The LSX don't require many accessories to work. The main one is the remote, which we have mixed feelings about. On the one hand, it has straightforward design, with clearly-labelled buttons and a good shape that sits well in the hand. On the other, it's made of plastic that looks and feels cheap. We have no objection to plastic, but compared to the lush design of the speakers themselves, the remote feels like an afterthought. Outside of that, you get a set of power cables. Nothing we didn't expect to see. We do, however, want to shout out KEF for their packaging. The box these speakers come in is thoughtful and well-designed, with everything labelled intelligently.
What We Like
- The sound of the KEF LSX is extraordinary, engaging, rich, and airy.
- We adored the design of the KEF LSX – the speakers feel more like art than tech.
- They offer huge value, allowing you to get the performance of some of KEF's flagship speakers in a relatively affordable package.
What We Don't
- Having to use two apps to set up the KEF LSX is deeply annoying, and we had issues with the Tidal streaming service.
- We sometimes felt like the soundstage could be a little wider when listening to the LSX.
- The remote control for the speakers feels cheap, clashing with their luxurious design.
|KEF LSX||$1,250||Yes||Yes||1 x 1", 1 x 4.5"||102dB||15.6lbs|
|Naim Mu-so V2||$1,690||Yes||Yes||Unknown||Unknown||38.7lbs|
|Dynaudio Xeo 10||$1,600||No||Yes||1 x 1.1", 1 x 5.5"||Unknown||17.6lbs|
|KEF LS50 Wireless||$2,000||Yes||Yes||1 x 1", 1 x 5.25"||106dB||44.5lbs|
The biggest competitors for the KEF LSX aren’t just of the bookshelf speaker variety. They also have to contend with challengers that are single box music systems. The most relevant of these is the Naim Mu-so V2, a $1,690 system that is known for brilliant sound quality and design. White doesn’t quite have the stereo field of the LSX, and is significantly more expensive, it definitely offers sound that is almost as good – and design that is significantly better. If you don’t want a stereo speaker setup, or you just want the convenience and simplicity of a single box solution, then we strongly recommend the Mu-so V2. Naim also make a much smaller version, the QB2.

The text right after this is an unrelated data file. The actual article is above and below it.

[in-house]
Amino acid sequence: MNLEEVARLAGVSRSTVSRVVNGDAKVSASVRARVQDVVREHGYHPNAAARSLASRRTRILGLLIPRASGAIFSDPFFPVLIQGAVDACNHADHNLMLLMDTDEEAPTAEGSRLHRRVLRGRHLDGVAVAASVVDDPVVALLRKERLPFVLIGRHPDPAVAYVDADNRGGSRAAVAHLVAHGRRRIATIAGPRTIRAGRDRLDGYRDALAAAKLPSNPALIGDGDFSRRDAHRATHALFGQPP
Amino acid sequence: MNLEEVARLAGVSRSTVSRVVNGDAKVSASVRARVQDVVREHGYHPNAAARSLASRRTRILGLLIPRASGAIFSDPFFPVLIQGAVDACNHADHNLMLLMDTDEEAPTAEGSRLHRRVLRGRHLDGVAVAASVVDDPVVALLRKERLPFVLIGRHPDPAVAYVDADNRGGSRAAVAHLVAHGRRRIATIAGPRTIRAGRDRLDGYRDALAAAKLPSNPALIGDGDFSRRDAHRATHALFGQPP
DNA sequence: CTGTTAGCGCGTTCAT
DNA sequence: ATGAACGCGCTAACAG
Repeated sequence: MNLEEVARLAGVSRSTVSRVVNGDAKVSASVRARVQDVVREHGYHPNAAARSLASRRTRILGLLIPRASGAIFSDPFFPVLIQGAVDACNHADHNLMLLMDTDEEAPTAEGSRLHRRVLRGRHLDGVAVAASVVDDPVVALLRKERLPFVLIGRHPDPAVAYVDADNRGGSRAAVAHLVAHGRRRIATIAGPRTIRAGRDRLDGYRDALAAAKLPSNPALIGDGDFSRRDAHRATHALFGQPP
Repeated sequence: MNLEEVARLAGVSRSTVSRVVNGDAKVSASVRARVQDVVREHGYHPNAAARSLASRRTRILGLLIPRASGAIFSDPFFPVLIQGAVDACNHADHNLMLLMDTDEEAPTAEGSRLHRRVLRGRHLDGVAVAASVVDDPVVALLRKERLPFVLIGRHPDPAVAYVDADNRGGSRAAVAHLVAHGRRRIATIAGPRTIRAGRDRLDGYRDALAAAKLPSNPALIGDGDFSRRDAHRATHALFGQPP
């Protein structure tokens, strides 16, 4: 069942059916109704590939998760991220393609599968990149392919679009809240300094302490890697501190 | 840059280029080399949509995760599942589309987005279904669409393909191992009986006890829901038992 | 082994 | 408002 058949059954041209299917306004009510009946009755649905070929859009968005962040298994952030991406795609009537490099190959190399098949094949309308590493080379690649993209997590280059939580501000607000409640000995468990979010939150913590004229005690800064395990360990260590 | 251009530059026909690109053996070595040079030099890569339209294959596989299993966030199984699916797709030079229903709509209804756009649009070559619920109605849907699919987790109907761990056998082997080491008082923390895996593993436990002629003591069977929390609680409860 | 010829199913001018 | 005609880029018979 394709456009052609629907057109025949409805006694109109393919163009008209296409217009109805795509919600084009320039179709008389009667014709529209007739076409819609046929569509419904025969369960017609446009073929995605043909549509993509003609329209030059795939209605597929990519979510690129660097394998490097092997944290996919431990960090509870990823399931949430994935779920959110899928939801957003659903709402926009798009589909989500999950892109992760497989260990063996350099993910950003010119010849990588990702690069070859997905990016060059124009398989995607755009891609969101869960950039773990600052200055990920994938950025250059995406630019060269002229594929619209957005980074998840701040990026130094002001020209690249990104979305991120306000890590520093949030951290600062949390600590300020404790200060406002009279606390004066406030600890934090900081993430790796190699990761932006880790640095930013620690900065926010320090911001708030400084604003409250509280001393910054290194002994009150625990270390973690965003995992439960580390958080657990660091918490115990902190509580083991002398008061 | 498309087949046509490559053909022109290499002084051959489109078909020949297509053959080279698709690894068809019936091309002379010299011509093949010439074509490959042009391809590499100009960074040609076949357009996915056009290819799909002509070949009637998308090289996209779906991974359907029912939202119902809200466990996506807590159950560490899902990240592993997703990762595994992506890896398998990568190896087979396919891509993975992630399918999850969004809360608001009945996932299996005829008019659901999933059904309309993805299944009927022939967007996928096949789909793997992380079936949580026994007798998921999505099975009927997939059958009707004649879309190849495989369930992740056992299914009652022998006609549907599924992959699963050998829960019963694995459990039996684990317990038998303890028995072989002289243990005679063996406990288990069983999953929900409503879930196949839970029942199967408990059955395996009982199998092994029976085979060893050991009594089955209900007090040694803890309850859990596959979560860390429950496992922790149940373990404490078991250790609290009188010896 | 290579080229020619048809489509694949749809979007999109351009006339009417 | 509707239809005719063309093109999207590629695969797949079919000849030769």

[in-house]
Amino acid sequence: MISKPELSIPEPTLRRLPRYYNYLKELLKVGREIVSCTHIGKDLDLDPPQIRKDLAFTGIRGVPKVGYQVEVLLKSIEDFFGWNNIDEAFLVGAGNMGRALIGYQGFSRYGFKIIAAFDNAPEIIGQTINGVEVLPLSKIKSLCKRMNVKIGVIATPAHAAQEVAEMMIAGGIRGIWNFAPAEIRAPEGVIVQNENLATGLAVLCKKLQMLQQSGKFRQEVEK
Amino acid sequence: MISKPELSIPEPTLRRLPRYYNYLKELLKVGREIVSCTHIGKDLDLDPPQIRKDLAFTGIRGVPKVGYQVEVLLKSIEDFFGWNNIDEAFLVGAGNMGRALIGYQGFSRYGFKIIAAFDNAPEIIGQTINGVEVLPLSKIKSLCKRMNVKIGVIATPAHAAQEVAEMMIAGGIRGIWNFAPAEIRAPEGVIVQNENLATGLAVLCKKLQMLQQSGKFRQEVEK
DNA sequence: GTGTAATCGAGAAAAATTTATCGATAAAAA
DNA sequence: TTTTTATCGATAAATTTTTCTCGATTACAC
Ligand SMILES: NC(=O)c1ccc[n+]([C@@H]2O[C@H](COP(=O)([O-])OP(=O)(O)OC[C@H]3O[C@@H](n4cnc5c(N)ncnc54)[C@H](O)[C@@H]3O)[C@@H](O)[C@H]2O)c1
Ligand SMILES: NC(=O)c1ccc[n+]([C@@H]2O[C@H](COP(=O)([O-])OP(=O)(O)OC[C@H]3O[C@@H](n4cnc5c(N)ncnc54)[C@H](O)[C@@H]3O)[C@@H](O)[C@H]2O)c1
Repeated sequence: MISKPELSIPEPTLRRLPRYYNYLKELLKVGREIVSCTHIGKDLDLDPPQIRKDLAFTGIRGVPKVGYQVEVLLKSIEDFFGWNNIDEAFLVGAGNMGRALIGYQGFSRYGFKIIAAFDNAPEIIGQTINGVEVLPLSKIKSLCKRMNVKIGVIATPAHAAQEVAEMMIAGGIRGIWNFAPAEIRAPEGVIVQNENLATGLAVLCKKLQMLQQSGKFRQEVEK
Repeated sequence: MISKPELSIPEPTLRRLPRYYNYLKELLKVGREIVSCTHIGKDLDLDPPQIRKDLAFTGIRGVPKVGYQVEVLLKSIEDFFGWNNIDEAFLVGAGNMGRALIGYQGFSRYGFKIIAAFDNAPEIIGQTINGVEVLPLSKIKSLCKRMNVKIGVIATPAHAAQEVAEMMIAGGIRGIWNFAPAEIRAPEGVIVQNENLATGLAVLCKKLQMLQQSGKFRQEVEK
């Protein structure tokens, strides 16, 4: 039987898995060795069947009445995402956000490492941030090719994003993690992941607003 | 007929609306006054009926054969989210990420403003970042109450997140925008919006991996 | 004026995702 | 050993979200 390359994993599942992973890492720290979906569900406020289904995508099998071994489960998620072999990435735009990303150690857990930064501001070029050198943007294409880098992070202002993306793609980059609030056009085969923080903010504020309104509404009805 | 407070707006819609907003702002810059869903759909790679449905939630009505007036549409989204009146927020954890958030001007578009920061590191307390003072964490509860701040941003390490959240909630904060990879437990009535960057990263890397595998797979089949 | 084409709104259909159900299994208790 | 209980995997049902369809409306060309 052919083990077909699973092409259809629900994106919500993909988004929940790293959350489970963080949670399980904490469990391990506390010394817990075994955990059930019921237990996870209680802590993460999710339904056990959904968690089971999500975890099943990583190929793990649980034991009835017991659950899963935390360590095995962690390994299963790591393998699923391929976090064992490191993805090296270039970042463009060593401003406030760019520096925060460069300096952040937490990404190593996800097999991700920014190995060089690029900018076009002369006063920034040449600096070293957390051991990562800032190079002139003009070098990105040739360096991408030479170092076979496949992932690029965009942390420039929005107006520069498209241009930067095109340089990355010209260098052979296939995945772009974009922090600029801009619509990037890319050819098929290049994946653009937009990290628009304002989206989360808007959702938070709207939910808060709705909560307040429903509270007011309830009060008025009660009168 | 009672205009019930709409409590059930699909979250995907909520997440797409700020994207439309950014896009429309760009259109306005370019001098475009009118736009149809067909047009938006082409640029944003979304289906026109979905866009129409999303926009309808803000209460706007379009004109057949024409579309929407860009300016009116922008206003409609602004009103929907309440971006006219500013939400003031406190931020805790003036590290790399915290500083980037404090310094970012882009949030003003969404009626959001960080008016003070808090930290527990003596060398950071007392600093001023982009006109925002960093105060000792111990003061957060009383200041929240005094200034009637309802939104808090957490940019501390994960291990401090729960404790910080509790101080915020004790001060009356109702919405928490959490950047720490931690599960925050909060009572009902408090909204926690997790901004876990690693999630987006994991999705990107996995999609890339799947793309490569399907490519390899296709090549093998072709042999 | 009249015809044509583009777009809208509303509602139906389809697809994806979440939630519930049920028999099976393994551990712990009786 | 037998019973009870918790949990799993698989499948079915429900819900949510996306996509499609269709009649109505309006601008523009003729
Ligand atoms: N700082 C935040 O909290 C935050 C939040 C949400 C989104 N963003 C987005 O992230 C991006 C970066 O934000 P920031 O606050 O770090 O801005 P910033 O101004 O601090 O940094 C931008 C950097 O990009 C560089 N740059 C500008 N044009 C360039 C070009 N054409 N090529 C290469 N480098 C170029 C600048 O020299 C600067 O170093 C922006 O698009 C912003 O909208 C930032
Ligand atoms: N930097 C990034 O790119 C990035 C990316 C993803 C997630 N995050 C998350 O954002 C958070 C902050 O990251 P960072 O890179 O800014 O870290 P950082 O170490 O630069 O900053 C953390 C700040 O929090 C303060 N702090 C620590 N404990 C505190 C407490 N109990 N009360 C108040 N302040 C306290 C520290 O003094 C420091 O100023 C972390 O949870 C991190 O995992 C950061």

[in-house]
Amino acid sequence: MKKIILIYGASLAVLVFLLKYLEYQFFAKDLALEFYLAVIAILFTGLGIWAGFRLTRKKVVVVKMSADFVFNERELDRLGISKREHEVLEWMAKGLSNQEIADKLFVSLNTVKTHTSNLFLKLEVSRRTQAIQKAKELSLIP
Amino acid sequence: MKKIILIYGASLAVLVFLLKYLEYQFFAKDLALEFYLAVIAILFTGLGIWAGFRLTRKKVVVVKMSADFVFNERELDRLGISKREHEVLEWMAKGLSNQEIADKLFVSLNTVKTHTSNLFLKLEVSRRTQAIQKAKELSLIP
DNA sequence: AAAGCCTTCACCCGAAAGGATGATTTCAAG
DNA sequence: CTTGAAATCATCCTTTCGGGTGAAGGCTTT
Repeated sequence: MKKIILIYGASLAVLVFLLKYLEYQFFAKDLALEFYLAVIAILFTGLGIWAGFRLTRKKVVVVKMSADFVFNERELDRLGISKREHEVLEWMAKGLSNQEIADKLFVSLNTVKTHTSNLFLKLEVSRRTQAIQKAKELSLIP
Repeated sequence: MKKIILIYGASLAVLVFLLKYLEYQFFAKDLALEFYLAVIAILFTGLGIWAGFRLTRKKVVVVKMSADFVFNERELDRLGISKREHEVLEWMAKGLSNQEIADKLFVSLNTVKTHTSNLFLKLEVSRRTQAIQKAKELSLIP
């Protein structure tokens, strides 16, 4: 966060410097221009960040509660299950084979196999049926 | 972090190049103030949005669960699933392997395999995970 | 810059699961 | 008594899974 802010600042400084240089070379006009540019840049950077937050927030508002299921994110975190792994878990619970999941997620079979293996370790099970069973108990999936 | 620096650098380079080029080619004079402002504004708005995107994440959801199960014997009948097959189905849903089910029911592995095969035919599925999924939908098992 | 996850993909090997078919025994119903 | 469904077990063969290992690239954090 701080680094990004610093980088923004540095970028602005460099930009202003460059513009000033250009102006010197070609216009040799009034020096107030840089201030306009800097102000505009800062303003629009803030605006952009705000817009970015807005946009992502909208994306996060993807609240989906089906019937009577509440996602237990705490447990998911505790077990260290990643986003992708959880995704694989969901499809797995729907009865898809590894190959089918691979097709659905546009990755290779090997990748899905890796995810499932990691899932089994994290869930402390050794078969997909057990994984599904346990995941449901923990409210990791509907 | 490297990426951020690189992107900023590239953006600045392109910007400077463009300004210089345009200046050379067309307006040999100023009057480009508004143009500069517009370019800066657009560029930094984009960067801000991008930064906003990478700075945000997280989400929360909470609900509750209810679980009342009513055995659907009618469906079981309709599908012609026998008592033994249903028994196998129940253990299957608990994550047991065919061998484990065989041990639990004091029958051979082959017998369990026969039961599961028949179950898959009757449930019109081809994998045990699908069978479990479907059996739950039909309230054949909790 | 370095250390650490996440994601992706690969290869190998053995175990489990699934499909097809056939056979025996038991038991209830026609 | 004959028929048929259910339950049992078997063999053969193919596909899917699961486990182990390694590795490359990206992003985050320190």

The Dynaudio Xeo 10 are another great alternative, albeit a more expensive one. At $1,600, they're definitely for those with deep pockets. They are far more traditional speakers, with the design that recalls most bookshelf models. Despite the Xeo 10s' higher cost and excellent pedigree, we still prefer the LSX. Not only do you get slightly better sound quality, but you also get a larger range of features. The Xeo 10 are excellent, and perfect if you want a slightly more traditional-looking setup without the hassle of having to vacuum your speakers. But in our opinion, they aren't quite as good as the LSX.
Sonos are the kings of the wireless speaker space. While they don't offer a pair of stereo speakers to directly compete with the LSX, their flagship speaker, the PLAY:5, still does a great job. The sound quality can't touch the LSX – at $499, you wouldn't expect it to - but where the Sonos excels is in setup and ease-of-use, both of which are the best you can get. This model is getting slightly older now, with the company moving towards smart speakers and home theater, but it remains an excellent choice of wireless speaker. Especially if you can't be bothered to download two apps at once.
If you want another offering from KEF as an alternative, then the choice is obvious: the speakers that the LSX take their design DNA from. The LS50 Wireless are originators – a big, bold set of speakers that show what you can do with high-end wireless audio. They are bigger, more powerful, and much more expensive than the LSX, to the tune of about $1,000. We suggest investing in them if you have a big space to fill, or you just like to collect loud, expensive things.